Impact of socio-cultural practice of infant/young child gum lancing during teething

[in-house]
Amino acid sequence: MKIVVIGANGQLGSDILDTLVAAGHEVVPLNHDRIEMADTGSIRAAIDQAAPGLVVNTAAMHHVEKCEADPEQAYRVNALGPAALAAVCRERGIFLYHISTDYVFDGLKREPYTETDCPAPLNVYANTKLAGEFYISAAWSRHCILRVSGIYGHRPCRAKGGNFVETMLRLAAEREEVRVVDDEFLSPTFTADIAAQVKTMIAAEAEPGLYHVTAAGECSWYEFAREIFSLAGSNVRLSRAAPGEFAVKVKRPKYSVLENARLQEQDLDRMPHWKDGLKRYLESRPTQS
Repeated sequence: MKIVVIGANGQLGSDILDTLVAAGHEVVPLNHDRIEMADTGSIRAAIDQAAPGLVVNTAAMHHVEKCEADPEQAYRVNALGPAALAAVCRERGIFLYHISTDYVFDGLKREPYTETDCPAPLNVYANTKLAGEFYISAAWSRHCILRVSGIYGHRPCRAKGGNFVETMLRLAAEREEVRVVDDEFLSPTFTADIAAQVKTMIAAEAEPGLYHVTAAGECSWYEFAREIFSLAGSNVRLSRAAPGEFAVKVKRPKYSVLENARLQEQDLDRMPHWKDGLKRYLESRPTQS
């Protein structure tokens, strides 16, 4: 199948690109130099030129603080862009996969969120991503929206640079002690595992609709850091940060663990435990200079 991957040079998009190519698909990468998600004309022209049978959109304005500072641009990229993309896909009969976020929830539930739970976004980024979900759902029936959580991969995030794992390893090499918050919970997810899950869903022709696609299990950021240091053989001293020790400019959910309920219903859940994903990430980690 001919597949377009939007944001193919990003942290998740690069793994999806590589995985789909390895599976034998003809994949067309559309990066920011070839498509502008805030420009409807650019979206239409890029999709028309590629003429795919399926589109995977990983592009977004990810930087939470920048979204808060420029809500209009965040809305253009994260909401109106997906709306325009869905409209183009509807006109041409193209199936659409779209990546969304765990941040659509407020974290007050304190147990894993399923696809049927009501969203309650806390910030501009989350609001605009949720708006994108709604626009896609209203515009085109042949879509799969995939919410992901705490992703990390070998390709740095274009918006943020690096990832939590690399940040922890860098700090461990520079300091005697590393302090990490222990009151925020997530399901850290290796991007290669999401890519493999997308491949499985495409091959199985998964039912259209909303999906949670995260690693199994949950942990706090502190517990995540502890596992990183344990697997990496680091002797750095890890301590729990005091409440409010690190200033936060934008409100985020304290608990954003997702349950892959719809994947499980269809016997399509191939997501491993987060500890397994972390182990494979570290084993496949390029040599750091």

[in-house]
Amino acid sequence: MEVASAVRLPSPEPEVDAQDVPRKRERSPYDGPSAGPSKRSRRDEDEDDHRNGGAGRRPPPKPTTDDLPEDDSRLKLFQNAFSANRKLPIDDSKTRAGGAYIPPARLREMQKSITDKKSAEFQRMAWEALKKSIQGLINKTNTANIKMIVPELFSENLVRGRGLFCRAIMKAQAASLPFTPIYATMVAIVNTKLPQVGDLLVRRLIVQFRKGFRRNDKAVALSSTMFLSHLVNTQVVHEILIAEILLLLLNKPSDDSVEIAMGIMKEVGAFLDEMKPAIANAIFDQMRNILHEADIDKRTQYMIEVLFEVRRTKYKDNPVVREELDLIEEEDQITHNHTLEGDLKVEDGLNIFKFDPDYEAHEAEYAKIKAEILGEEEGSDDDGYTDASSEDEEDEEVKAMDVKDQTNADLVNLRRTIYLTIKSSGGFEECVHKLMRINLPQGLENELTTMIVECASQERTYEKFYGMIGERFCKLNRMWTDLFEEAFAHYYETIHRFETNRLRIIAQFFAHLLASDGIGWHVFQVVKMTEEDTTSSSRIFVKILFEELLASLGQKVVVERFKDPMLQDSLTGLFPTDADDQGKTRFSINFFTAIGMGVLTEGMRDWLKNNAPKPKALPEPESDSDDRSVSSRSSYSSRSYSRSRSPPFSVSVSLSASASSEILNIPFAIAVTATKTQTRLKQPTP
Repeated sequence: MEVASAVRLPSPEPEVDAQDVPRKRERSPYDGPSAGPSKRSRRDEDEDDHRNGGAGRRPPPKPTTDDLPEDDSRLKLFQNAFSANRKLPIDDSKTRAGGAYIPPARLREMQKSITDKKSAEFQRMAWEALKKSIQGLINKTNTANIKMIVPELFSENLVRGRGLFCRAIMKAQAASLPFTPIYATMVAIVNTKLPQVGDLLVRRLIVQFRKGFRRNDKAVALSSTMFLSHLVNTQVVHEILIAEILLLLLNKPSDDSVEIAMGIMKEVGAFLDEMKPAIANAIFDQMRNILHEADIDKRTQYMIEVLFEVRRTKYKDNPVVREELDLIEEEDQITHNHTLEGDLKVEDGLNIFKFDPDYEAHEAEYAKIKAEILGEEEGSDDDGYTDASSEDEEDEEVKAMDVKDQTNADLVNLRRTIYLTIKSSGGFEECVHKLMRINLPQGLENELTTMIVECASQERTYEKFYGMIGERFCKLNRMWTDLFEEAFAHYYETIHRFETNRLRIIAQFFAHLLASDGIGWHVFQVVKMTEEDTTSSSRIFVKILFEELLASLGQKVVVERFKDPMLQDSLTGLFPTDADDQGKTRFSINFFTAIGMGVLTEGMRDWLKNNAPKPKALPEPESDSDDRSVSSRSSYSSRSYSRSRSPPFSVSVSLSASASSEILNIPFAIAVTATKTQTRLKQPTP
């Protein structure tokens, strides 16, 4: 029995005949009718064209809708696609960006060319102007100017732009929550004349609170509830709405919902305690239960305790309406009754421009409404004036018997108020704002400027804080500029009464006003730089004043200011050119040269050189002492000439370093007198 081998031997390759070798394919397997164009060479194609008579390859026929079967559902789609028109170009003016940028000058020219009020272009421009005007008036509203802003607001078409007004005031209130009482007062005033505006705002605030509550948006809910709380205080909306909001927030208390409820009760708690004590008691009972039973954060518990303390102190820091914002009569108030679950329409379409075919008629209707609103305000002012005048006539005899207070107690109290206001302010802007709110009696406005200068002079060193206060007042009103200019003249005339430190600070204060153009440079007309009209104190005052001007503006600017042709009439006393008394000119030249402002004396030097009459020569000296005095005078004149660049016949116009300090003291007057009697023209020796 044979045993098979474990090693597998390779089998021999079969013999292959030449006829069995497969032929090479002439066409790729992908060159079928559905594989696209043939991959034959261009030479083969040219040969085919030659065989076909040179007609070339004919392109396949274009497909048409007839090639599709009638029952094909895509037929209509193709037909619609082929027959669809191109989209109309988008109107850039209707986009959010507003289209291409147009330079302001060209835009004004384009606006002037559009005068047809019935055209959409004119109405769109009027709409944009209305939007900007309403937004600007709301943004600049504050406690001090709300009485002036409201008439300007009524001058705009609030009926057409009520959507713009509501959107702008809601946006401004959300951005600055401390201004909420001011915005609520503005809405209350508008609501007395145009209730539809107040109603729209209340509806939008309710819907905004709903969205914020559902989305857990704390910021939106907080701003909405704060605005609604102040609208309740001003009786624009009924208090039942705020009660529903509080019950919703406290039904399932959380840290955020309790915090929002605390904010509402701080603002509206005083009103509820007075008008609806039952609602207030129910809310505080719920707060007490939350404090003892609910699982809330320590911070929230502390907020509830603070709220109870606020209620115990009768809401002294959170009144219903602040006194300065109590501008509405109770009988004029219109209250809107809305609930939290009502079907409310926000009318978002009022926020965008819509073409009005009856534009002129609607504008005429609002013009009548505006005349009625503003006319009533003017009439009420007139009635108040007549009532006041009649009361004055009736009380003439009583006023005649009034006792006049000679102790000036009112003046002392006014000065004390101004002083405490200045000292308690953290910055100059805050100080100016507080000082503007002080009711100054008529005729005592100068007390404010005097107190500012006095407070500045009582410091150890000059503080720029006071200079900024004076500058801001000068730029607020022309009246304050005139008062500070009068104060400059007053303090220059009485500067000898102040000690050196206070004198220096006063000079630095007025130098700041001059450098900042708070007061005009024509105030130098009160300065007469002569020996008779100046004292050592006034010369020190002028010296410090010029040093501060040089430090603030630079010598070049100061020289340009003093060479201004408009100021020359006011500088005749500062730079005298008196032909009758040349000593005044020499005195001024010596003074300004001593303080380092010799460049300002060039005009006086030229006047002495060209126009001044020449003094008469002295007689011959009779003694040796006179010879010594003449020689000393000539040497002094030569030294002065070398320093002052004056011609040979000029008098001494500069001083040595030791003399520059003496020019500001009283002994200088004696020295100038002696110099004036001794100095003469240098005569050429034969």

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BACKGROUND: Fever and diarrhea are among the common morbidities that do occur during infancy and are sometimes wrongly associated with teething by the community. Some societies practice gum lancing, ordinarily referred to as gum cutting, as a remedy for the "teething diarrhoea". These myths have a potential of giving false security with the belief that these symptoms are part of the teething process, and so medical attention may not be sought when necessary. There are few studies focusing on the outcome of such practices despite their known potential dangers. OBJECTIVE: To describe various methods of gum lancing and clinical presentation, management and outcome of gum lancing among the Akamba people as seen in Kangundo District Hospital. METHOD: One hundred and fifteen infants/children who were brought to the hospital with a positive history of gum lancing. RESULTS: The common presenting complaints were persistent diarrhoea (74.0%), fever (44.3%), difficulty in breathing (27.8%) and refusal to feed (20.9%). 58.3% cases warranted admission and these included severe dehydration and shock (47.8%), severe and very severe pneumonia (40.3%), meningitis (26.9%) and generalized sepsis (17.9%). There were a total of 7 mortalities (6.1%), 3 on arrival and 4 within the pediatric ward. Invasive gum lancing procedures and delayed seeking of medical attention were associated with severe disease and poorer outcomes. CONCLUSION: The impact of gum lancing is of both a public health and economic significance. It is associated with unfavorable outcome if prompt measures are not put in place. There is need to conduct community sensitization and educate caregivers on the truths of teething and dangers of gum lancing as well as seeking health services for fever and diarrhoea. Use of broad-spectrum antibiotics and adequate rehydration are necessary in management of the victims.